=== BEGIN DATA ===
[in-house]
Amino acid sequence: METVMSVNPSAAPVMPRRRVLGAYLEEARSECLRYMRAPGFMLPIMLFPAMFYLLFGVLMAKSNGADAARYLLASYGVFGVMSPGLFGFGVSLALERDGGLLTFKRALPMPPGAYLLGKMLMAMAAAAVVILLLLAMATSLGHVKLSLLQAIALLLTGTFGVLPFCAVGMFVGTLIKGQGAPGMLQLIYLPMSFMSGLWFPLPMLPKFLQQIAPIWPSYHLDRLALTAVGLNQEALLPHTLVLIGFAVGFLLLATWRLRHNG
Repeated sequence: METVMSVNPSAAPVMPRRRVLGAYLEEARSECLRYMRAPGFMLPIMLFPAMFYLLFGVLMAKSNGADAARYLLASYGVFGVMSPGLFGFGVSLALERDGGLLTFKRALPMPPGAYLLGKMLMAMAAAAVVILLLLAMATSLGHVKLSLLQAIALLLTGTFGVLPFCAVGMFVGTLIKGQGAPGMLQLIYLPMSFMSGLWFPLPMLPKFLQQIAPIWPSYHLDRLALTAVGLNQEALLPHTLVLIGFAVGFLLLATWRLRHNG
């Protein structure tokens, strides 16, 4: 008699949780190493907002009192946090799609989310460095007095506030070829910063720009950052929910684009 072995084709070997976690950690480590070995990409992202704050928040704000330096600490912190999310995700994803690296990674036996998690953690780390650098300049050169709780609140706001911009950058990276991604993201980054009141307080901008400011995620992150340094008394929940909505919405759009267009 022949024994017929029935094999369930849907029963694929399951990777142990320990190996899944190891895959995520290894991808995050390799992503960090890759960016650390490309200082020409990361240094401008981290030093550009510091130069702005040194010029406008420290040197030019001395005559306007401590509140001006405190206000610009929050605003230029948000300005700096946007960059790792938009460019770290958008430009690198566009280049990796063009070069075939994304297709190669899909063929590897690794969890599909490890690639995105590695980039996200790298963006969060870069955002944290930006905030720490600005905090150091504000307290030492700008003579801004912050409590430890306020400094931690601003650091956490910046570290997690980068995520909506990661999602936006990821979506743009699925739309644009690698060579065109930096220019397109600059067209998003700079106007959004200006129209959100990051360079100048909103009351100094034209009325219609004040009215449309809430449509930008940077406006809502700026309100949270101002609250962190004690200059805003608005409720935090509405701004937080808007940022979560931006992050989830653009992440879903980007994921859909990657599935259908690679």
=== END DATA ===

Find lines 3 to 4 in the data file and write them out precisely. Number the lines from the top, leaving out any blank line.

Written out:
Repeated sequence: METVMSVNPSAAPVMPRRRVLGAYLEEARSECLRYMRAPGFMLPIMLFPAMFYLLFGVLMAKSNGADAARYLLASYGVFGVMSPGLFGFGVSLALERDGGLLTFKRALPMPPGAYLLGKMLMAMAAAAVVILLLLAMATSLGHVKLSLLQAIALLLTGTFGVLPFCAVGMFVGTLIKGQGAPGMLQLIYLPMSFMSGLWFPLPMLPKFLQQIAPIWPSYHLDRLALTAVGLNQEALLPHTLVLIGFAVGFLLLATWRLRHNG
């Protein structure tokens, strides 16, 4: 008699949780190493907002009192946090799609989310460095007095506030070829910063720009950052929910684009 072995084709070997976690950690480590070995990409992202704050928040704000330096600490912190999310995700994803690296990674036996998690953690780390650098300049050169709780609140706001911009950058990276991604993201980054009141307080901008400011995620992150340094008394929940909505919405759009267009 022949024994017929029935094999369930849907029963694929399951990777142990320990190996899944190891895959995520290894991808995050390799992503960090890759960016650390490309200082020409990361240094401008981290030093550009510091130069702005040194010029406008420290040197030019001395005559306007401590509140001006405190206000610009929050605003230029948000300005700096946007960059790792938009460019770290958008430009690198566009280049990796063009070069075939994304297709190669899909063929590897690794969890599909490890690639995105590695980039996200790298963006969060870069955002944290930006905030720490600005905090150091504000307290030492700008003579801004912050409590430890306020400094931690601003650091956490910046570290997690980068995520909506990661999602936006990821979506743009699925739309644009690698060579065109930096220019397109600059067209998003700079106007959004200006129209959100990051360079100048909103009351100094034209009325219609004040009215449309809430449509930008940077406006809502700026309100949270101002609250962190004690200059805003608005409720935090509405701004937080808007940022979560931006992050989830653009992440879903980007994921859909990657599935259908690679």